Are there any exceptions?
Yes, there are! I’ll be the first to tell you that redeeming economy class doesn’t make sense 90% of the time, but there are situations when it can be the smart thing to do.
Redeeming miles for economy class makes sense when revenue flights in economy are prohibitively expensive. There are several scenarios where this can occur:
Most of the cheap fares you find online have minimum stay requirements. That’s because they’re meant to target the leisure market, which is generally more price sensitive.
However, you also have business travellers with a same-day turnaround, especially if the flight is within the region. The price of a same-day turnaround for Ho Chi Minh City is more than $700, a hefty amount to pay for a two-hour flight.
But the mileage requirement to fly between these cities remains the same at 25,000 miles regardless of how long you stay. Redeeming miles for an economy flight would net you almost 3 cents, a decent yield.
For certain destinations
Certain airports command sky-high fares, even in economy class. A great example is Koh Samui. Few people know that the airport is actually privately-owned by Bangkok Airways, which charges hefty landing and service fees to everyone who isn’t Bangkok Airways.
The screenshot below shows how much you can expect to pay — almost $700 with Silk Air, which is insane for a flight that’s less than 90 minutes.
On the other hand, our mileage cost of 25,000 miles remains independent of revenue prices. Therefore, using your miles for an economy redemption could net you ~2.5 cents per mile, a respectable amount.
For certain time periods
Want to head to Perth (or anywhere nearby for that matter) after Christmas? That’s great…but so does everyone else. If you haven’t booked your tickets way in advance, you might find yourself looking at ticket prices way above normal.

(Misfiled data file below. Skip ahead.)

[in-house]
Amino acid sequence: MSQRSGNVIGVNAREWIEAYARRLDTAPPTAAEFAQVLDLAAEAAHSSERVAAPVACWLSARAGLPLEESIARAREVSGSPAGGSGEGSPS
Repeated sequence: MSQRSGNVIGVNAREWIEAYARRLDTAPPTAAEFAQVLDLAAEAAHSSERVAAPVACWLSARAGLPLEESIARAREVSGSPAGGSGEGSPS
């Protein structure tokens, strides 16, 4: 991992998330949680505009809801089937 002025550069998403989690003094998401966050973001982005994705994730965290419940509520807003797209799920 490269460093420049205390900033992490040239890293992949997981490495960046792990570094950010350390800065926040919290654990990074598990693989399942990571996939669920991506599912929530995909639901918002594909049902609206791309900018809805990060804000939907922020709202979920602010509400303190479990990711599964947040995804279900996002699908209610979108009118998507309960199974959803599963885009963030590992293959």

It’s true that if flight loads are high, you may not be able to get award tickets either. That said, most airlines tend to be fairly generous with releasing last-minute economy class tickets even on flights with high load. You’d get some excellent value for your miles in this case.
There are certainly exceptions to the “never redeem economy class” rule (another big exception is award sweet spots, but that’s for another time). By and large, I hope you’re on board with the idea that your miles were made for so much more!
A final thought: if despite this you still prefer to consistently redeem your miles for economy class, you might derive a better return from a 1.5/1.6% no cap cashback card like the Standard Chartered Unlimited Cashback or Maybank FC Barcelona Visa Signature on SingSaver’s best cashback cards comparison page. That’s because you could use the cash generated for cheap economy fares/budget airlines if/when you choose to fly.
Read these next:
Travel Hacking Singapore Blog Teaches Anyone How to Fly on Business Class
How (and How Not) to Get an Airline Upgrade
Flying Business Class? Beware, Not All Business Class Is Created Equal
Singapore Airlines Is Increasing Its KrisFlyer Air Miles Redemption Rates
Travel Insurance: Does It Cover Redemption Bookings By Air Miles?
By Aaron Wong
Aaron started The MileLion to help people travel better for less and impress “chiobu”. He was 50% successful. This is his story.